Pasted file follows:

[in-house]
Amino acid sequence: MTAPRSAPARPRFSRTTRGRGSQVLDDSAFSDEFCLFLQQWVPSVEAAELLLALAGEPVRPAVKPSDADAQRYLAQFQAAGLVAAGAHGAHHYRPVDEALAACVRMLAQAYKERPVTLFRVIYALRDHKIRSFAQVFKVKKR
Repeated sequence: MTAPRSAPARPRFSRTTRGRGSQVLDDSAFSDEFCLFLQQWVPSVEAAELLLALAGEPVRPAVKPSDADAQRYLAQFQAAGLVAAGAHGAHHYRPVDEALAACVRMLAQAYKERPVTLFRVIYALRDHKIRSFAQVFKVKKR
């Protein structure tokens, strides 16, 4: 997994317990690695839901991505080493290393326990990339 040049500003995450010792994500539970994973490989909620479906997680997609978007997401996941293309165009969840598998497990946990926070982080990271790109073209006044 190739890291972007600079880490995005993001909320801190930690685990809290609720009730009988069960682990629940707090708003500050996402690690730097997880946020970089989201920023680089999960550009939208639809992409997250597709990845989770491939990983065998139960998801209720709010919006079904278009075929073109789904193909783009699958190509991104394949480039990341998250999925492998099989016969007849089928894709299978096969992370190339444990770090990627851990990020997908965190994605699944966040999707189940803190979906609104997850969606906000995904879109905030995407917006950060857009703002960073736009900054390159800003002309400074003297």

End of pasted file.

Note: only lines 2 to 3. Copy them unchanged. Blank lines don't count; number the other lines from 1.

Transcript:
Amino acid sequence: MTAPRSAPARPRFSRTTRGRGSQVLDDSAFSDEFCLFLQQWVPSVEAAELLLALAGEPVRPAVKPSDADAQRYLAQFQAAGLVAAGAHGAHHYRPVDEALAACVRMLAQAYKERPVTLFRVIYALRDHKIRSFAQVFKVKKR
Repeated sequence: MTAPRSAPARPRFSRTTRGRGSQVLDDSAFSDEFCLFLQQWVPSVEAAELLLALAGEPVRPAVKPSDADAQRYLAQFQAAGLVAAGAHGAHHYRPVDEALAACVRMLAQAYKERPVTLFRVIYALRDHKIRSFAQVFKVKKR